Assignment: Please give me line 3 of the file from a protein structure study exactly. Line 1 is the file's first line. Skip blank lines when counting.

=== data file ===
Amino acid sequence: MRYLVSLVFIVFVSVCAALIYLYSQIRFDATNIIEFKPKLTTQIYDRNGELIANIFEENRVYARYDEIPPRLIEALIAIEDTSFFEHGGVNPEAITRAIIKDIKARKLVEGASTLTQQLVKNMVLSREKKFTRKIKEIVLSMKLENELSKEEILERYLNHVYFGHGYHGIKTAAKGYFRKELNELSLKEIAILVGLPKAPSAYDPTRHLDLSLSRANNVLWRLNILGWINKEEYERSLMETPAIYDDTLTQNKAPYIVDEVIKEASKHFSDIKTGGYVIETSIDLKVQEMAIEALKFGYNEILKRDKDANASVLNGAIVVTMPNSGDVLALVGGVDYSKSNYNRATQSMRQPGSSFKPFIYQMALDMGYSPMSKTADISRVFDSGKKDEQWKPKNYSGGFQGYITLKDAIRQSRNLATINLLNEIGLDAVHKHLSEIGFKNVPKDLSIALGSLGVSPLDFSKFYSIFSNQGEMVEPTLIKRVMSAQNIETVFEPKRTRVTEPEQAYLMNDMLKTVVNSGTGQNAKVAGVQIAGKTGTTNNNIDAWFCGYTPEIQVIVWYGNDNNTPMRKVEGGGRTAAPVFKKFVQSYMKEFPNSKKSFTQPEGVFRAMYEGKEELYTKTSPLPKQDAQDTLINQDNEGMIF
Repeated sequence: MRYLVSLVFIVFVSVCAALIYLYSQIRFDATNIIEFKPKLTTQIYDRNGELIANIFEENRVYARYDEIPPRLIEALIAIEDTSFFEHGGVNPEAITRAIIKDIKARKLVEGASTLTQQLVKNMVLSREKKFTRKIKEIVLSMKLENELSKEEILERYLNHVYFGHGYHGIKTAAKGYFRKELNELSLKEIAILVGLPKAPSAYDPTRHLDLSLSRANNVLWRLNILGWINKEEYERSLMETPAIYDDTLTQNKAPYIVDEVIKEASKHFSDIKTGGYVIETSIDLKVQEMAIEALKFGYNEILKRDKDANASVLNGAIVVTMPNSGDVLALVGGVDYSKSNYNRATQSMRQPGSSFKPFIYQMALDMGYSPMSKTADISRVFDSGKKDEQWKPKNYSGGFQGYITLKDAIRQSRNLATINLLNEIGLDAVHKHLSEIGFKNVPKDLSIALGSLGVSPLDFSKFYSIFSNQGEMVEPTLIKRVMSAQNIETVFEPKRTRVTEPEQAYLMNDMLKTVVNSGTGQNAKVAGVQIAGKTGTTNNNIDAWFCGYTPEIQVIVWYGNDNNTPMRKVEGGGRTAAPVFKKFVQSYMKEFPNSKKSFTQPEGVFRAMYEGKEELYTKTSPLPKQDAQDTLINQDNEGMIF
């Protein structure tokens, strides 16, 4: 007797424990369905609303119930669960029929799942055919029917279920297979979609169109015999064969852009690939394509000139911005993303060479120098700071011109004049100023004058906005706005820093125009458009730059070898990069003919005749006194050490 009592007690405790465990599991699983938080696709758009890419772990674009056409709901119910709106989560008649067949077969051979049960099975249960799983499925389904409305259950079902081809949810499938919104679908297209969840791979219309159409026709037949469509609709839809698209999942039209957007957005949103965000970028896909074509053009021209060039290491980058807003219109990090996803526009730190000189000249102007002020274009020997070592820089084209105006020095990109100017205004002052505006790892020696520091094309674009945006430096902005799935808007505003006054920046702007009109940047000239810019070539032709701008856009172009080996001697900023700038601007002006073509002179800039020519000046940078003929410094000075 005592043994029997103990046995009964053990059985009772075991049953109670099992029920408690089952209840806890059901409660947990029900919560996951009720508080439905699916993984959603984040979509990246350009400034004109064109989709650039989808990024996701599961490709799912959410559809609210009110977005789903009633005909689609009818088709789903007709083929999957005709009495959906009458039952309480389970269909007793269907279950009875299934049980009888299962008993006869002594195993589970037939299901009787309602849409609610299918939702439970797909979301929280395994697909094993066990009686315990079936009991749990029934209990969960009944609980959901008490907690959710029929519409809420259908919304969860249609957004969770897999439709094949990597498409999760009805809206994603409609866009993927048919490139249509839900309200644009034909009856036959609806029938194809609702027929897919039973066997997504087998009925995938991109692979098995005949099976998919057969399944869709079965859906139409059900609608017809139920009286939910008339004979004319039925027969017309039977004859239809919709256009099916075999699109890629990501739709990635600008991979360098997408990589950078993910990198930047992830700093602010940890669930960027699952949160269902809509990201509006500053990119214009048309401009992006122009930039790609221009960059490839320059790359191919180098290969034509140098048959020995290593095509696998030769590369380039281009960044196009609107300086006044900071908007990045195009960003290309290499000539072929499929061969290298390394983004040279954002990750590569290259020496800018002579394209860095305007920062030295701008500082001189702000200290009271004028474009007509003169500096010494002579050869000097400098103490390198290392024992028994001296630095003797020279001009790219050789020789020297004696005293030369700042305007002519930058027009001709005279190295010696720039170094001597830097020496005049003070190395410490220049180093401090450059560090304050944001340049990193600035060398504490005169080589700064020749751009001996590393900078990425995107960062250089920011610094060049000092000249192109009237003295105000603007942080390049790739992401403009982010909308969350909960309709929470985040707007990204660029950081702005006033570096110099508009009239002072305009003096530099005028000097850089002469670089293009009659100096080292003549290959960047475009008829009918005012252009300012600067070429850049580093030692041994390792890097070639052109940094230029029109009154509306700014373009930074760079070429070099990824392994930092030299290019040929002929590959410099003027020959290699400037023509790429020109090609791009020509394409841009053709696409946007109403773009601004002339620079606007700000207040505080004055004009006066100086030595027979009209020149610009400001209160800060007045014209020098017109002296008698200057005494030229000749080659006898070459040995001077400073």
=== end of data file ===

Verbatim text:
């Protein structure tokens, strides 16, 4: 007797424990369905609303119930669960029929799942055919029917279920297979979609169109015999064969852009690939394509000139911005993303060479120098700071011109004049100023004058906005706005820093125009458009730059070898990069003919005749006194050490 009592007690405790465990599991699983938080696709758009890419772990674009056409709901119910709106989560008649067949077969051979049960099975249960799983499925389904409305259950079902081809949810499938919104679908297209969840791979219309159409026709037949469509609709839809698209999942039209957007957005949103965000970028896909074509053009021209060039290491980058807003219109990090996803526009730190000189000249102007002020274009020997070592820089084209105006020095990109100017205004002052505006790892020696520091094309674009945006430096902005799935808007505003006054920046702007009109940047000239810019070539032709701008856009172009080996001697900023700038601007002006073509002179800039020519000046940078003929410094000075 005592043994029997103990046995009964053990059985009772075991049953109670099992029920408690089952209840806890059901409660947990029900919560996951009720508080439905699916993984959603984040979509990246350009400034004109064109989709650039989808990024996701599961490709799912959410559809609210009110977005789903009633005909689609009818088709789903007709083929999957005709009495959906009458039952309480389970269909007793269907279950009875299934049980009888299962008993006869002594195993589970037939299901009787309602849409609610299918939702439970797909979301929280395994697909094993066990009686315990079936009991749990029934209990969960009944609980959901008490907690959710029929519409809420259908919304969860249609957004969770897999439709094949990597498409999760009805809206994603409609866009993927048919490139249509839900309200644009034909009856036959609806029938194809609702027929897919039973066997997504087998009925995938991109692979098995005949099976998919057969399944869709079965859906139409059900609608017809139920009286939910008339004979004319039925027969017309039977004859239809919709256009099916075999699109890629990501739709990635600008991979360098997408990589950078993910990198930047992830700093602010940890669930960027699952949160269902809509990201509006500053990119214009048309401009992006122009930039790609221009960059490839320059790359191919180098290969034509140098048959020995290593095509696998030769590369380039281009960044196009609107300086006044900071908007990045195009960003290309290499000539072929499929061969290298390394983004040279954002990750590569290259020496800018002579394209860095305007920062030295701008500082001189702000200290009271004028474009007509003169500096010494002579050869000097400098103490390198290392024992028994001296630095003797020279001009790219050789020789020297004696005293030369700042305007002519930058027009001709005279190295010696720039170094001597830097020496005049003070190395410490220049180093401090450059560090304050944001340049990193600035060398504490005169080589700064020749751009001996590393900078990425995107960062250089920011610094060049000092000249192109009237003295105000603007942080390049790739992401403009982010909308969350909960309709929470985040707007990204660029950081702005006033570096110099508009009239002072305009003096530099005028000097850089002469670089293009009659100096080292003549290959960047475009008829009918005012252009300012600067070429850049580093030692041994390792890097070639052109940094230029029109009154509306700014373009930074760079070429070099990824392994930092030299290019040929002929590959410099003027020959290699400037023509790429020109090609791009020509394409841009053709696409946007109403773009601004002339620079606007700000207040505080004055004009006066100086030595027979009209020149610009400001209160800060007045014209020098017109002296008698200057005494030229000749080659006898070459040995001077400073």